Bioanalysis Zone is delighted to announce the winner of the 2021 Bioanalysis Outstanding Contribution Award (BOSCA)!
Our panel of esteemed judges this year have unanimously agreed that Chang Liu (SCIEX, Vaughan, Canada) was the most deserving of this year’s BOSCA for his outstanding research, influence and engagement in the bioanalytical community.
Dr Chang Liu earned his BSc in chemistry from Peking University (Beijing, China) and his PhD in analytical chemistry from University of British Columbia (Vancouver, Canada). Chang joined SCIEX in 2013 as a Research Scientist where he has been working on front-end sample preparation and sample introduction technologies of mass spectrometry, and their applications for high-throughput analysis. Dr Liu was the organizer of the High-Throughput Mass Spectrometry and Affinity Selection Mass Spectrometry sessions for Pittcon (1–5 March 2020; IL, USA). He was the recipient of the Danaher Excellence in Innovation Award, CSC Ryan-Harris Award and ACS Analytical Chemistry Graduate Fellowship.
Chang’s nominators had the following to say about his contributions:
“[Chang] was central to the development of [Acoustic Ejection Mass Spectrometry (AEMS)] from the early idea concept to the design and construction of prototypes to the installation of and operational training for eight highly successful research breadboards at Pfizer (NY, USA), Merck (NJ, USA), Bristol-Meyers Squibb (NY, USA) and Boehringer-Ingelheim (Ingelheim am Rhein, Germany) which set the stage for a major commercialization effort and product launch by SCIEX in 2020.”
- Thomas Covey, SCIEX (Vaughan, Canada)
“As one of the early collaborators, we have witnessed Chang’s sustained scientific excellence and creativity in designing, refining and optimizing the AEMS technology, as well as experienced the huge impact this technology has had in accelerating drug discovery at Bristol-Myers Squibb and many other biopharmaceutical companies”
- Wilson Shou, Bristol-Myers Squibb (NJ, USA)
“I truly believe that without Chang, this groundbreaking technology would not come to fruit and the whole bioanalytical community [would have missed] a great opportunity to advance.”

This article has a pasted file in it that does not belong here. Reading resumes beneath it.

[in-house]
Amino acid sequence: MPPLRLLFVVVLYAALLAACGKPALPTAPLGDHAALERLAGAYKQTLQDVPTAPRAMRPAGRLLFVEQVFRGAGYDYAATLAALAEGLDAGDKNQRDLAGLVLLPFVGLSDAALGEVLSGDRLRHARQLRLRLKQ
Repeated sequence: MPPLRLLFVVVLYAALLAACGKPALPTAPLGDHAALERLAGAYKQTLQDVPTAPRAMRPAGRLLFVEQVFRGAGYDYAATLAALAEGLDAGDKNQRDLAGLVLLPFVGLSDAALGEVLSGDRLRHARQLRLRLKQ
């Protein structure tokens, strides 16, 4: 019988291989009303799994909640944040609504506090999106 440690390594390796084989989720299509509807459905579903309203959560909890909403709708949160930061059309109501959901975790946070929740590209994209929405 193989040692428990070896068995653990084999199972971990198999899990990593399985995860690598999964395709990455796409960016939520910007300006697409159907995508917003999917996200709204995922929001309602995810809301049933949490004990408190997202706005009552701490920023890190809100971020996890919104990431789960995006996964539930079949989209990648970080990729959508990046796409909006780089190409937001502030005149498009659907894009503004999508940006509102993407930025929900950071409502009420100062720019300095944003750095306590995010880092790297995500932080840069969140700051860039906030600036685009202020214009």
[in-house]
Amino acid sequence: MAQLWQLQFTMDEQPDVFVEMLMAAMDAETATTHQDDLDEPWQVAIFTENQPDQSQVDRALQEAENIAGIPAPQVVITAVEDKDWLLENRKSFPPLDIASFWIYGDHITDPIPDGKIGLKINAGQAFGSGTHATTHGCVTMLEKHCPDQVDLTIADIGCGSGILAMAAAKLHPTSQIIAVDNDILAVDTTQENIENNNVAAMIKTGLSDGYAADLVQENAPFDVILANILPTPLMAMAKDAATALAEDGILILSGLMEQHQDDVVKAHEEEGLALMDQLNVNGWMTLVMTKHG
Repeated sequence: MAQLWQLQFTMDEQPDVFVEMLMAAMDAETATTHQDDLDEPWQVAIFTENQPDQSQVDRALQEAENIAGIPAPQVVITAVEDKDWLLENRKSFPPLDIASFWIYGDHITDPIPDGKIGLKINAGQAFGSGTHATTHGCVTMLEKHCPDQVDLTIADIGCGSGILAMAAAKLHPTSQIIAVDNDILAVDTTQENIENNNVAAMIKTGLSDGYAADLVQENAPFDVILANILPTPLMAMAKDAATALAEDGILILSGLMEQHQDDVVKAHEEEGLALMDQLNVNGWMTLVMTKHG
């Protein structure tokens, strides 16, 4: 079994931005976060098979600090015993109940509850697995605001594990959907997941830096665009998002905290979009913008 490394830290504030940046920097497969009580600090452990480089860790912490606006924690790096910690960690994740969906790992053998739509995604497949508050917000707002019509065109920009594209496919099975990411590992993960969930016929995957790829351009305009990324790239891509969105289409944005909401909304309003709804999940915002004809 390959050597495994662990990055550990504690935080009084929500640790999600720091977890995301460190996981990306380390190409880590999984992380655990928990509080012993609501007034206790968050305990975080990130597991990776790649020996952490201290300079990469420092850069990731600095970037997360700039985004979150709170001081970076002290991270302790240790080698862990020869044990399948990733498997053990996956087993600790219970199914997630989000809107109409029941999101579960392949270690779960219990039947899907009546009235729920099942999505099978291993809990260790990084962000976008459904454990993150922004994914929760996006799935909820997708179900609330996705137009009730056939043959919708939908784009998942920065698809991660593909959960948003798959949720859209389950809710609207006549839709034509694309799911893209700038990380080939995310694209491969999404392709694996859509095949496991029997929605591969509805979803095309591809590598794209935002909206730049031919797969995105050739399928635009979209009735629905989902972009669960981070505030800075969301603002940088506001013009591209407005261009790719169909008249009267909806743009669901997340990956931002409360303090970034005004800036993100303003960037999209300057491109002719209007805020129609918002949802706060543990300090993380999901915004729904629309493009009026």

- Hui Zhang, Pfizer (MA, USA)
We interviewed BOSCA winner Chang Liu about his current research and future perspectives.
1. What does a typical day in your current position entail?
My typical working day is full of exploration and excitement. Together with the team, we formulate and test various new ideas for technological advancement and the transition of validated concepts to the product team for commercialization consideration.
2. What is your bioanalytical research focus?
My research focus in the bioanalytical field is to reduce the overall test turnaround time by improving the sample readout speed and simplifying sample preparation and method development efforts.
3. How did you come to pursue these research interests?
When I joined the research team in 2013, SCIEX had been a leader in the field of MS quantitation for decades with the continuous technology advancement on LC–MS. However, in terms of the sensitivity and detection limits of the instruments, there wasn’t much room left for further improvement. Instead, Tom Covey and I turned our attention to the system front-end, where samples are collected, processed and delivered to the mass spectrometer. Multiple bottlenecks reside here especially for the high-throughput analysis, including sampling speed, carryover, compatibility with high-density well plates and the necessary complicated sample preparation. Our goal is to develop a new technology that solves these bottlenecks. Faster quantitation helps improve new drug development and could enable more customized therapeutics through precision medicine.